The benefit is divided into higher and lower tiers.The higher tier applies to care needs throughout the day and night and the lower tier is provided for care needs which are required only during the day or night. 

Employment and Support Allowance (ESA)

The allowance is geared towards people who have disabilities, illnesses and chronic health conditions that impair their ability to work or render them unable to work completely. 

The assessment for its eligibility will depend on both a medical assessment and a questionnaire that proves that the intended claimant has a limited capacity to work in places that are deemed by the system to be “permitted work”.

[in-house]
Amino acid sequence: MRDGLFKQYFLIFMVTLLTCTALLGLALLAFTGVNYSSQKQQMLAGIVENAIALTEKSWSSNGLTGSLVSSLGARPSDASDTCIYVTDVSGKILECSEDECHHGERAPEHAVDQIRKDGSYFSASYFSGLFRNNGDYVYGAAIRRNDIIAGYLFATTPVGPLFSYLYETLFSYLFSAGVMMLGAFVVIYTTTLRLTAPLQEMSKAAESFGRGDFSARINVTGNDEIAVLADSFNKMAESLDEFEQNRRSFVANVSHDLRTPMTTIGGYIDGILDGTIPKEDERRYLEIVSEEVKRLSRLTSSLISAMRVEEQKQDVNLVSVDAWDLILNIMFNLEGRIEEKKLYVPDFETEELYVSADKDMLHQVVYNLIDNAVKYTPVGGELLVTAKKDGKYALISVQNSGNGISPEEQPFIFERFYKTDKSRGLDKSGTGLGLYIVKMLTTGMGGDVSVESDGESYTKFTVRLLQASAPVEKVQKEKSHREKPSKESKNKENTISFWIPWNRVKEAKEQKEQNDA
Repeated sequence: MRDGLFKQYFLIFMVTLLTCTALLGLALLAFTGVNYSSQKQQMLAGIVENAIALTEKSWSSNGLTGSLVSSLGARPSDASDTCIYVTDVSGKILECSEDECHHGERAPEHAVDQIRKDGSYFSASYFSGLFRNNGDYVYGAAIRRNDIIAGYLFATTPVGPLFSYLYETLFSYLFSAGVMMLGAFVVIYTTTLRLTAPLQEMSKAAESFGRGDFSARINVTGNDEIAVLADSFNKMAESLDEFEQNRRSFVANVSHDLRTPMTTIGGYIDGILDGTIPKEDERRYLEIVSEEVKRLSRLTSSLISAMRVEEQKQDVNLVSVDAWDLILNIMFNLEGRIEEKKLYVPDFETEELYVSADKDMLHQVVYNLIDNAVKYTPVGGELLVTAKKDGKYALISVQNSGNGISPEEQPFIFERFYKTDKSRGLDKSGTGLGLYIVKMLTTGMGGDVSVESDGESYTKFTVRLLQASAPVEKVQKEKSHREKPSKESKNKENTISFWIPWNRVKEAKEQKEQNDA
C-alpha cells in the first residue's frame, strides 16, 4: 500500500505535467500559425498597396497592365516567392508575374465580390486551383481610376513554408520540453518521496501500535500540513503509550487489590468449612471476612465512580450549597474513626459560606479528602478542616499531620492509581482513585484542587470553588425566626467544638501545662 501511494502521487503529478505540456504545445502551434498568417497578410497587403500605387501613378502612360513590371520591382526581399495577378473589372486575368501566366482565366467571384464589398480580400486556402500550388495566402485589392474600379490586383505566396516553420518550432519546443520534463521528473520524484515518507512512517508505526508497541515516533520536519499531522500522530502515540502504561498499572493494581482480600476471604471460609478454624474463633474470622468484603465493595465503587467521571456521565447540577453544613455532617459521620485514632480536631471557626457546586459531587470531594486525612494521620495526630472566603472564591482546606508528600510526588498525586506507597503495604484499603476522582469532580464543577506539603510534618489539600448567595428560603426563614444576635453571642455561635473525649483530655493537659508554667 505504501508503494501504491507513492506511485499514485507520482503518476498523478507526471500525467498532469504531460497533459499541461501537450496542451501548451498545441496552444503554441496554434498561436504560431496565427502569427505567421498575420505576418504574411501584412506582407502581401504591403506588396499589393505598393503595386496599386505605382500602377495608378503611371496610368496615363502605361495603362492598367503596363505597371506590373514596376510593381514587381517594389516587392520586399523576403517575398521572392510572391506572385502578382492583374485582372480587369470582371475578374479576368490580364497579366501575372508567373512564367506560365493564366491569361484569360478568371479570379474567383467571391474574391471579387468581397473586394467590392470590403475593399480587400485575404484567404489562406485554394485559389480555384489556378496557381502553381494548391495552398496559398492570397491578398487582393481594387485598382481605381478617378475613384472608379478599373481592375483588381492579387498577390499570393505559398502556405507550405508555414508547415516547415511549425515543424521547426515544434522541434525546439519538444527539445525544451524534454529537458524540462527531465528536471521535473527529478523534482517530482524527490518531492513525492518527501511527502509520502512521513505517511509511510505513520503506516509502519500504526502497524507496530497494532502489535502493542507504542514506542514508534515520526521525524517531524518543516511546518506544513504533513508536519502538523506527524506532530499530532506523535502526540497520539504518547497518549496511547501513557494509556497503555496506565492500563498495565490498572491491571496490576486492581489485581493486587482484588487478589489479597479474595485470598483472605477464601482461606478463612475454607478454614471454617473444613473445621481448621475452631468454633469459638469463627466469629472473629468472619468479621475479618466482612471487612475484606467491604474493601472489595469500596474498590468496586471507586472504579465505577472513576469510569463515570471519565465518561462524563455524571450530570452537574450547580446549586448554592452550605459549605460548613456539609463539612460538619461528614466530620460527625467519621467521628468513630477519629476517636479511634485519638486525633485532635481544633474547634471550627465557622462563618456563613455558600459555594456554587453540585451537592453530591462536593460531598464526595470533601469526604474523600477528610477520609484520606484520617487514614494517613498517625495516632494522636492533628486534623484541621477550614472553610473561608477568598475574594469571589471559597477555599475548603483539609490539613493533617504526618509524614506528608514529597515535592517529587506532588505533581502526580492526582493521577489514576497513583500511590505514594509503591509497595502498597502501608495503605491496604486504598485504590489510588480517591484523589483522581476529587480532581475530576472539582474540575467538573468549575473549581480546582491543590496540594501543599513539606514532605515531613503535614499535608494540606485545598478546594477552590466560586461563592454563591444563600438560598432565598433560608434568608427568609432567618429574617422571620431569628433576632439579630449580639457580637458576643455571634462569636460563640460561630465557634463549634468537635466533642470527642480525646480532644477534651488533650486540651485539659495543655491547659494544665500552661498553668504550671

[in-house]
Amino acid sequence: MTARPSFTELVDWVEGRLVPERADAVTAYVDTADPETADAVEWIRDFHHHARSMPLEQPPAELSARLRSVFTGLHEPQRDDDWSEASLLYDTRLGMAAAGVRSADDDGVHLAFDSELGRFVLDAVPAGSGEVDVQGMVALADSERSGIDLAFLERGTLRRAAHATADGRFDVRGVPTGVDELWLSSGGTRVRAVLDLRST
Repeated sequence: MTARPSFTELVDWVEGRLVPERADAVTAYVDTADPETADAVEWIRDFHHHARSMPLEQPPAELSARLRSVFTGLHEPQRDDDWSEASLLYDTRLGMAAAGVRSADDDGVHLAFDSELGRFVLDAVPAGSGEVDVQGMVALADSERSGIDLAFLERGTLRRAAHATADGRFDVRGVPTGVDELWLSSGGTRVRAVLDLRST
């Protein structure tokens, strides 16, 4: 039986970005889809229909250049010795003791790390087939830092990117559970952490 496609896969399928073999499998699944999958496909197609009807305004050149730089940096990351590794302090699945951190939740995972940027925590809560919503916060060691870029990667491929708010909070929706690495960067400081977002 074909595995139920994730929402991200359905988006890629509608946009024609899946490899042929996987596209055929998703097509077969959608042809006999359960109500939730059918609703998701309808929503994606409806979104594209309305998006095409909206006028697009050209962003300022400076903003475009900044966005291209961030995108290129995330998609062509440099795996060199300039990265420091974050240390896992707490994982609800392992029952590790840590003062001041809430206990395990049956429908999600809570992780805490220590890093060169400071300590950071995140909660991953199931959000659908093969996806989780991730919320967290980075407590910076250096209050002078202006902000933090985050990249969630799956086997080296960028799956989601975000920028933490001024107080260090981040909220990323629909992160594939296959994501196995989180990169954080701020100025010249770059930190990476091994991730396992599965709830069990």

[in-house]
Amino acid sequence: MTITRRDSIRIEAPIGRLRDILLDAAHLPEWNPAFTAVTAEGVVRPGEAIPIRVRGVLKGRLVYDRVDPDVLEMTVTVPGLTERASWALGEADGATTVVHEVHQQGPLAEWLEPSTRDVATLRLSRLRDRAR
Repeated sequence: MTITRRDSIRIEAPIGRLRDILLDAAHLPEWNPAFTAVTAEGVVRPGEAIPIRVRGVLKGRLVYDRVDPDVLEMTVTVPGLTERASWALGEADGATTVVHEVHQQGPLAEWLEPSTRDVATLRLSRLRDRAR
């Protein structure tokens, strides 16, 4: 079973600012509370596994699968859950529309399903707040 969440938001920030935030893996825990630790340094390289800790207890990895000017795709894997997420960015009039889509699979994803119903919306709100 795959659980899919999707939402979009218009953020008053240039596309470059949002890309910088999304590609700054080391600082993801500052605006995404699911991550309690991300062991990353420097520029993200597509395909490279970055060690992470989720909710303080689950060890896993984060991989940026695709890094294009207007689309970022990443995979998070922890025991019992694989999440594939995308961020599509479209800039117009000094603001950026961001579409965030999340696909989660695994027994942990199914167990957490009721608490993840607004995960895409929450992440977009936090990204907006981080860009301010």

Pension Credit 

This is an additional benefit that is given to people who have attained State Pension age. It provides an extra source of income , especially for people who have disabilities, illnesses and other health conditions/disorders that limit their income and savings. 

It is useful to cover some or all of their extra care needs. 

Housing Benefit 

Money received under this benefit assists the claimant with their rent and other service charges. It can also help in repairs or renovations to the house to make it more accessible and friendly for disabled individuals. 

It is given to those with low levels of income and savings. There are different amounts given for people who stay in private residences versus those who live as social tenants. 

Medical Concessions